One of the things I appreciate most about the Christian faith is the special way it encourages us to understand holiness. Other traditions of faith, which very closely associate the idea of holiness with that of purity, have a tendency to maintain the strictest separation between that which is holy and unholy. In this way of thinking, the unclean thing renders the clean thing dirty; the pure thing is defiled by mere contact with impurity.
Not so to the Christian, and that fact has a lot to do with Christmas. The effect of the Incarnation, which is the underlying reality we celebrate during this time of year, is that God has worked a miracle of such momentous proportions that it’s sometimes difficult to conceive of just how deeply we, and our world, are changed. To the Christian, the impure and unclean thing, the sinner and the transgressor, stand in readiness to receive redemption; to be washed clean, and made new.
We are prepared to be utterly transformed, to be overwhelmed by the gratuitous grace which is God’s presence among us. And this is because, beyond the cultural complexities and socio-political intricacies we have built, like walls, around our different experiences of faith, the message is, and it cannot help but be, that our God is the God of Love. Deus caritas est.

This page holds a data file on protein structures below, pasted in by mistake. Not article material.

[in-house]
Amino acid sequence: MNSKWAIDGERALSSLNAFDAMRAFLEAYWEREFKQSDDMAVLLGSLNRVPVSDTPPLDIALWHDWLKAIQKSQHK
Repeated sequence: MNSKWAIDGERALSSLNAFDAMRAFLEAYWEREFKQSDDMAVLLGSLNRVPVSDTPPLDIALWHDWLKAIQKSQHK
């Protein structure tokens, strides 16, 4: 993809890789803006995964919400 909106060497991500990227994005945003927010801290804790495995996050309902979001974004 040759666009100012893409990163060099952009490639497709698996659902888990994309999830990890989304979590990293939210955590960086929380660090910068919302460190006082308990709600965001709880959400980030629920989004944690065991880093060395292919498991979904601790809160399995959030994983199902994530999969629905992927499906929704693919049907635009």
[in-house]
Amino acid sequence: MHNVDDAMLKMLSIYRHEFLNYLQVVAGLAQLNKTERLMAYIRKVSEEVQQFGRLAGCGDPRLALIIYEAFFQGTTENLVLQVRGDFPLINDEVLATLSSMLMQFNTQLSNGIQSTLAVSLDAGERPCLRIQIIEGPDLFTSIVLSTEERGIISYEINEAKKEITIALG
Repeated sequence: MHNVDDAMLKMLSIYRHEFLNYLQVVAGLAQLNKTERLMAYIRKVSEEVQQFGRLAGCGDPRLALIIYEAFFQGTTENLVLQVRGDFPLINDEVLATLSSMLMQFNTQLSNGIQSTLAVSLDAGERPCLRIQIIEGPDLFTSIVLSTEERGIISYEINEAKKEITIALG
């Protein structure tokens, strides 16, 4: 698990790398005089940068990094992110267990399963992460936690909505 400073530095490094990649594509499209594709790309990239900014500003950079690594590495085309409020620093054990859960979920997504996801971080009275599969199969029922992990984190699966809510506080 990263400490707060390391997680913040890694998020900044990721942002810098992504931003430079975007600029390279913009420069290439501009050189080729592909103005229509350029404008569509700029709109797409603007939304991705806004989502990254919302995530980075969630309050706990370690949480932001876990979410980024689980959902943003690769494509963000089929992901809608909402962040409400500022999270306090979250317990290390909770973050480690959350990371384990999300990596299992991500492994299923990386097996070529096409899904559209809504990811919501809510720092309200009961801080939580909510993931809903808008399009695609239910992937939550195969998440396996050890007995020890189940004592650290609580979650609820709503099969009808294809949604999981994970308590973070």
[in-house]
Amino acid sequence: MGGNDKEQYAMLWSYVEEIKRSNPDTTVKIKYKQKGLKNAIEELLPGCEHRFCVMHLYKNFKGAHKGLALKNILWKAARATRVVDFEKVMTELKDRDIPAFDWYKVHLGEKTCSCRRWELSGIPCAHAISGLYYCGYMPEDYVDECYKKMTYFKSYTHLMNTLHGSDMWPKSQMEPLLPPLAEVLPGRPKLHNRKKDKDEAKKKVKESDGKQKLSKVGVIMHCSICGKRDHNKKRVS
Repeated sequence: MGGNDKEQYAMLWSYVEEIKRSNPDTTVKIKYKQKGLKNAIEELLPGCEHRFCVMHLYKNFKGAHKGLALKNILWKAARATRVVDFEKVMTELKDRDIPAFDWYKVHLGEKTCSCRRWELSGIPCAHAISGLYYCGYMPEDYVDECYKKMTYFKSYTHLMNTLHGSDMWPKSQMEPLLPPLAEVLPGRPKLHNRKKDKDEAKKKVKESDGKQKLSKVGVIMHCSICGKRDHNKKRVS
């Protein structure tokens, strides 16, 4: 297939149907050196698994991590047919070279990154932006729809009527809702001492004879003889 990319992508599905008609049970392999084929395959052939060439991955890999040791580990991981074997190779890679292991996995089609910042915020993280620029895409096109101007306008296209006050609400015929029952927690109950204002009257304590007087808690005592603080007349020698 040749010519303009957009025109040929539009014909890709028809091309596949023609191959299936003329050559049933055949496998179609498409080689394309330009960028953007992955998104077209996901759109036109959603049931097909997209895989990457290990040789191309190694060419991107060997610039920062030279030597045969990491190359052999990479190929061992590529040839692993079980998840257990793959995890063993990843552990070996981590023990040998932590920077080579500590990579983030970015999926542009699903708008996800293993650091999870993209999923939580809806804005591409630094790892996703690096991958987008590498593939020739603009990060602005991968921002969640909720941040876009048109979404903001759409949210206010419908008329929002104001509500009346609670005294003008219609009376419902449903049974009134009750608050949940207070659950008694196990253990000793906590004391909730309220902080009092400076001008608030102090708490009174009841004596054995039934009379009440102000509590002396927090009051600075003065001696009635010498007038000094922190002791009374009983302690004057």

It is a love that pursues us, that desires us, that seeks to incarnate itself again and again in our thoughts, in our words, in our actions. A love that would, if we allow it, raise us up to be participants in the restitution of this world to its rightful nature, expressing the limitless love of the One who made it and knows it in its wholeness.
This fact is made clear to us in the participation of that young girl (and Christmas is her story too!) who first said, “Your will be done.” The human being through whom the world was changed, forever. The young woman we have to thank for the birth of Love among us.
The impact of Christmas can sometimes pass us by, lost in the season’s hectic bustle. For some people, this time of year highlights painful memories, or the realisation that, while we are lucky enough to be surrounded by friends and family, there are individuals and communities who are experiencing great suffering at a time of such tremendous joy.
Most importantly, the Christmas message empowers you and me to know that we have a response to that suffering. We can carry our Christmas message into the rest of our lives. It reminds us that we are not abandoned in the face of what may appear to be insurmountable struggles. We have the ability to make a difference, in our lives and the lives of others, by making a choice to know and to share the mystery of love.
So while I celebrate Christ’s arrival in the world this Christmas, and as the Church looks to the Second Coming (towards which our world turns, expectant of its consummation), I’ll also remember that the incarnation can take place in every moment of every day.
The incarnation is echoed each time we allow ourselves to become instruments of peace and wellbeing, collaborators in the great work of celebrating and demonstrating the everlasting love which is the profoundest gift and the boundless nature of our God.
Photo Credit: Simon Borg